UC Berkeley Urban Bee Lab - The Buzz, Volume 11, July 2016
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Bees of Mount Diablo
     In early April, Dr. Frankie and Rollin Coville participated in a BioBlitz organized by Save Mount Diablo, a conservation organization that seeks to preserve Mt. Diablo's wildlands through land acquisition and environmental management. Through the BioBlitz, dozens of scientists and citizens teamed up to conduct ground-level biological surveys of the organisms that call Mt. Diablo home. Dr. Frankie and Rollin sampled several bee species from the mountain, including those from the genera Colletes, Bombus, Anthophora, Habropoda, Osmia, and more. The data they collected will add to the continuous surveying our Lab has been doing of the mountain with Save Mount Diablo's support for several years.

Members of our Lab team periodically visit Mt. Diablo to sample the bees that may be active at different times of the year. This work documents not just the presence of native bee species, but their relationships with the diverse flowering annuals and perennials covering the fields and slopes of the space. Much of our collecting occurs in Perkins Canyon on Mt. Diablo's North slope, where traces of the 2013 Morgan Fire in the form of charred tree trunks still dot the landscape amidst all of the blooms. This systematic surveying provides information can be used to inform later stewardship and management decisions on the mountain. 


New Undergrads in Our Lab 
     UC Berkeley puts forward dozens of opportunities for undergraduates to get involved with faculty and graduate student research projects across multiple disciplines. Undergraduate research provides excellent experiential learning opportunities, making these opportunities highly desired by students. Most undergraduates who participate in on-campus research projects aid in focusing on specific, simple tasks such as data entry. Students in our Lab receive particularly unique opportunities to engage in all aspects of our work in urban, wild land, and agricultural settings. They join us for fieldwork, help in our garden, pin and label bee specimens, and often spearhead their own projects! Their assistance is critical to our Lab's success.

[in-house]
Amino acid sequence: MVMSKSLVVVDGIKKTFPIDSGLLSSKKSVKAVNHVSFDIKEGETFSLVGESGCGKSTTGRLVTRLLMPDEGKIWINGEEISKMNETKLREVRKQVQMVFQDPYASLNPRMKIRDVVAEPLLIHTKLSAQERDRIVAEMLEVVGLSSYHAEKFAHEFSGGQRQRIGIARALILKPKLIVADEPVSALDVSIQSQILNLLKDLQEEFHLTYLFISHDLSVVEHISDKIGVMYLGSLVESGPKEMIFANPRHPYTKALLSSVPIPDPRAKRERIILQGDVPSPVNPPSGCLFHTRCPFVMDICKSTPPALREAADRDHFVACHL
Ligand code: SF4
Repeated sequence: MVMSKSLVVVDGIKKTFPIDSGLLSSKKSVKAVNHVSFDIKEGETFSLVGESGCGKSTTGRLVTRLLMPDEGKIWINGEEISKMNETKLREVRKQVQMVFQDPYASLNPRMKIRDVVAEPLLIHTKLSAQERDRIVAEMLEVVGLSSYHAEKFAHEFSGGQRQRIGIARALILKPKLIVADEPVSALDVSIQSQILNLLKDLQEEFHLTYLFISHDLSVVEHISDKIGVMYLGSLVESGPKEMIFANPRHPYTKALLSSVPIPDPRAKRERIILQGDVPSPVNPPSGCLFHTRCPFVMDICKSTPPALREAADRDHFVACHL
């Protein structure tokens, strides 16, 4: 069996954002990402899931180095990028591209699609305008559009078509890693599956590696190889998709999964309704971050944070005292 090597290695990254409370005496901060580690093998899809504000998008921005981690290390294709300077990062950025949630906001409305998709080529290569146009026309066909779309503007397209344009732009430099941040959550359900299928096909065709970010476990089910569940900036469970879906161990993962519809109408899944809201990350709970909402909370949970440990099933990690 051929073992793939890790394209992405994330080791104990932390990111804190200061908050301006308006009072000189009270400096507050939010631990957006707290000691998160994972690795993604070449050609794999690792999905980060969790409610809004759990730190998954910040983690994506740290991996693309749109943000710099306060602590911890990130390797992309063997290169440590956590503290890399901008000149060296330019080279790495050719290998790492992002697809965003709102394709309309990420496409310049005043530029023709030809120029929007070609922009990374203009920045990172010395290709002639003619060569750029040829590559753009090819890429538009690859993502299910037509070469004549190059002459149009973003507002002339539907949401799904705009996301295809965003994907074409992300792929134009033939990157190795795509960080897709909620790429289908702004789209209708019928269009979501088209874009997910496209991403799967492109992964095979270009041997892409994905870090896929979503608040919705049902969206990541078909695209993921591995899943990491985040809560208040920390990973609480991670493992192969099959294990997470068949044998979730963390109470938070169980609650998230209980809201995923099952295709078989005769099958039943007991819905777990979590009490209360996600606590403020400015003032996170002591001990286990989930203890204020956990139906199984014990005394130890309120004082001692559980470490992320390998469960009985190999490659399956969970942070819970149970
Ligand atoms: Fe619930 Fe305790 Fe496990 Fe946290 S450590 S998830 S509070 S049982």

Chris, Chiara, Ingrid, Marissa, and Ginger are undergraduates who have worked in our Lab for the past one to two years through the College of Natural Resource's SPUR (Sponsored Projects for Undergraduate Research) program and URAP(Undergraduate Research Apprenticeship Program). We're glad that they'll continue to be working with us in the Fall semester! We are also excited to be welcoming four new undergraduate students to our Lab this summer: Kavya, Kristen, Andrea, and Ben. Nearly all are studying aspects of the environment in different major programs within our department, Environmental Sciences, Policy, and Management. We are looking forward to getting to know them and having them play a role in our work!
Above: Images of sunrise and leafcutter bee activity at the Hastings Natural History Reserve in Carmel Valley where we taught a workshop on California native bee ecology and identification from June 1st-5th in partnership with the UC Jepson Herbarium. 
Upcoming Events:
July 13 - Sara will be talking at the Clayton Garden Club's monthly meeting in the East Bay. See here for details. 

July 13 - Gordon will be in Napa talking about California's native bees at the Main Library as part of the Napa County Resource Conservation District's lecture series. Details here

July 16 - Docent Tour of the UC Berkeley Bee Garden. See 'Events' Page on website ( for details. This tour is free and will focus on gardening for native bees. Spread the word! 

August 20 - Docent Tour of the UC Berkeley Bee Garden. See 'Events Page on website ( for details. This tour is free and will focus on gardening for native bees. Spread the word!

Interested in bringing us to an event? Fill out a presentation request form here
The LA Times quoted Jaime Pawelek and featured some of our work in their article on easy ways to "help save the bees" here. Check it out!
Featured CA Bee:
 Melissodes spp.

As sunflowers are starting to bloom, keep an eye peeled for one of their most common visitors: Melissodes sp. This summer bee, commonly known as the Long-Horned Bee, is medium-sized and stout-bodied. Males have very long antennae, hence their common name. Brightly colored pollen loads on the legs identify the female bees. They can be seen foraging May-September but are most common in June and July. 

Males often sleep together in aggregations on the floral heads of Asteraceae such as Cosmos bipinnatus. and Helianthus annuus. Careful examination in the early morning before temperatures warm up will often reveal several sleeping together!

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